Bishop and confessor, also called ODOARDUS; born at Orléans, 1050; died at Anchin, 19 June, 1113. In 1087 he was invited by the canons of Tournai to teach in that city, and there soon won a great reputation. He became a Benedictine monk (1095) in St. Martin's, Tournai, of which be became abbot later. In 1005 he was chosen Bishop of Cambrai, and was consecrated during a synod at Reims. For some time after he was unable to obtain possession of his see owing to his refusal to receive investiture at the hands of Emperor Henry IV, but the latter's son Henry restored the See of Cambrai to Odo in 1106. He laboured diligently for his diocese, but in 1110 he was exiled on the ground that he had never received the cross and ring from the emperor. Odo retired to the monastery of Anchin, where he died without regaining possession of his diocese. Many of his works are lost; those extant will be found in Migne, CLX (P.L.).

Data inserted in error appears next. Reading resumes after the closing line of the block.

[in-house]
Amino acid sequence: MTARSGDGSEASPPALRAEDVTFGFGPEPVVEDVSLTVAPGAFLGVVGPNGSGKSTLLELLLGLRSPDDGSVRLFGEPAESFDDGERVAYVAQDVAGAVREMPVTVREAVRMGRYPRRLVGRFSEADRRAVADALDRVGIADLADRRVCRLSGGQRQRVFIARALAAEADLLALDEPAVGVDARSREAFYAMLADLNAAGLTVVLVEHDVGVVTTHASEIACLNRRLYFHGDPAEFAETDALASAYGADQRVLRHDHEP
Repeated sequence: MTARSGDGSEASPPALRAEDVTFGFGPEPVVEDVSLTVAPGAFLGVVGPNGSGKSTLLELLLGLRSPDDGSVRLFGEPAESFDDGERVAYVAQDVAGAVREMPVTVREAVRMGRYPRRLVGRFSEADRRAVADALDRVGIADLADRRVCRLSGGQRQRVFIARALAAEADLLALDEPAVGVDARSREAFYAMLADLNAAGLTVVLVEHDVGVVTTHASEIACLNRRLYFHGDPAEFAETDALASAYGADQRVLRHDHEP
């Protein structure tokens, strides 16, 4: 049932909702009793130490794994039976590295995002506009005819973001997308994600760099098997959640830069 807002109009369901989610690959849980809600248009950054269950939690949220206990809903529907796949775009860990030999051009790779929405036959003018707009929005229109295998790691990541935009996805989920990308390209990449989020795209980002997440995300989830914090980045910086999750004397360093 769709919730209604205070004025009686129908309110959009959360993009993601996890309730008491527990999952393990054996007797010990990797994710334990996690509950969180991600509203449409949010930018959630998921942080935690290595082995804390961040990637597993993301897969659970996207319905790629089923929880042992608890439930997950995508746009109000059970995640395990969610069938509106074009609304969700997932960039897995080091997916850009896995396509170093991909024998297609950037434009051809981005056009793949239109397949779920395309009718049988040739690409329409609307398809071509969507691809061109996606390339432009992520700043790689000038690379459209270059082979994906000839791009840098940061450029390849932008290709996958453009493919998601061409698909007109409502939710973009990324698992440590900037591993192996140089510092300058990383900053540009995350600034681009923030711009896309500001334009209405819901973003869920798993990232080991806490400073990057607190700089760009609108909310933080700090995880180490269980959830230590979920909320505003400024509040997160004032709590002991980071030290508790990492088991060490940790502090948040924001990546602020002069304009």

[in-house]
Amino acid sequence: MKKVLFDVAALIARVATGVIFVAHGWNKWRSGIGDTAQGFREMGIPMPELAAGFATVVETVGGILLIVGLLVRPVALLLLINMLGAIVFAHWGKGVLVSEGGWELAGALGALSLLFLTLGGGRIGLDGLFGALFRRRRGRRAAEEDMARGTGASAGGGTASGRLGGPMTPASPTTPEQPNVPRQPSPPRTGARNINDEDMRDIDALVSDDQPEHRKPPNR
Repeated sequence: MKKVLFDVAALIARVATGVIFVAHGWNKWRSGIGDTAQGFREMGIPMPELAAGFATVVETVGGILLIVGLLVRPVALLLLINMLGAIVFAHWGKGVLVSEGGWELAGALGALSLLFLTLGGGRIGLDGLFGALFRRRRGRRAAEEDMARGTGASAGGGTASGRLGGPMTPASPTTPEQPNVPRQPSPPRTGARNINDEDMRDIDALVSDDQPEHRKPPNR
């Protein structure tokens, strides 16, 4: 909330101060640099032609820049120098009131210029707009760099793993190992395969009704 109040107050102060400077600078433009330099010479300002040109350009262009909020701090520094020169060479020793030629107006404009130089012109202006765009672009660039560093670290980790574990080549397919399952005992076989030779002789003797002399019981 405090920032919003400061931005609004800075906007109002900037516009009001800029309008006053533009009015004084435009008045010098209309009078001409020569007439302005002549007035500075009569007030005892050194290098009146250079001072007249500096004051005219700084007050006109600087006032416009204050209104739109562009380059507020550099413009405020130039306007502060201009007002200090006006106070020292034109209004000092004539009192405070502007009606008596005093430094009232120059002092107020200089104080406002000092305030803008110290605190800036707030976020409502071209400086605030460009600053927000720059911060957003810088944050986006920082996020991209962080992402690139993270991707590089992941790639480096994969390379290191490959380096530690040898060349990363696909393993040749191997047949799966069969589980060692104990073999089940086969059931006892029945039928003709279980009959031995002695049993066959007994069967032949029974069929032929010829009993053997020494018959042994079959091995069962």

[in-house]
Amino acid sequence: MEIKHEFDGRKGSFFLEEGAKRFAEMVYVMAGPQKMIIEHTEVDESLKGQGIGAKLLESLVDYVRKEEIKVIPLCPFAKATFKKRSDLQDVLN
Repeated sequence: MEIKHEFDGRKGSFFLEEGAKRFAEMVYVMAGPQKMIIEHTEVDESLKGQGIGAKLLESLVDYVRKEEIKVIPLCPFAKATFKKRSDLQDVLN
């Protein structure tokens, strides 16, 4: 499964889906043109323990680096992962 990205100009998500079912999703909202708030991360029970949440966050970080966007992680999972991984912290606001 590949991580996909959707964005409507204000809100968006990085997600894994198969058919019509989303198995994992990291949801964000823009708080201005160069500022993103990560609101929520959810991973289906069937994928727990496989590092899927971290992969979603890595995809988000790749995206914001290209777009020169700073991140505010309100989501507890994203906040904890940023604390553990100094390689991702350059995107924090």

APA citation. (1911). Bl. Odo of Cambrai. In The Catholic Encyclopedia. New York: Robert Appleton Company. http://www.newadvent.org/cathen/11211a.htm
MLA citation. "Bl. Odo of Cambrai." The Catholic Encyclopedia. Vol. 11. New York: Robert Appleton Company, 1911. <http://www.newadvent.org/cathen/11211a.htm>.
Transcription. This article was transcribed for New Advent by Christine J. Murray.
Ecclesiastical approbation. Nihil Obstat. February 1, 1911. Remy Lafort, S.T.D., Censor. Imprimatur. +John Cardinal Farley, Archbishop of New York.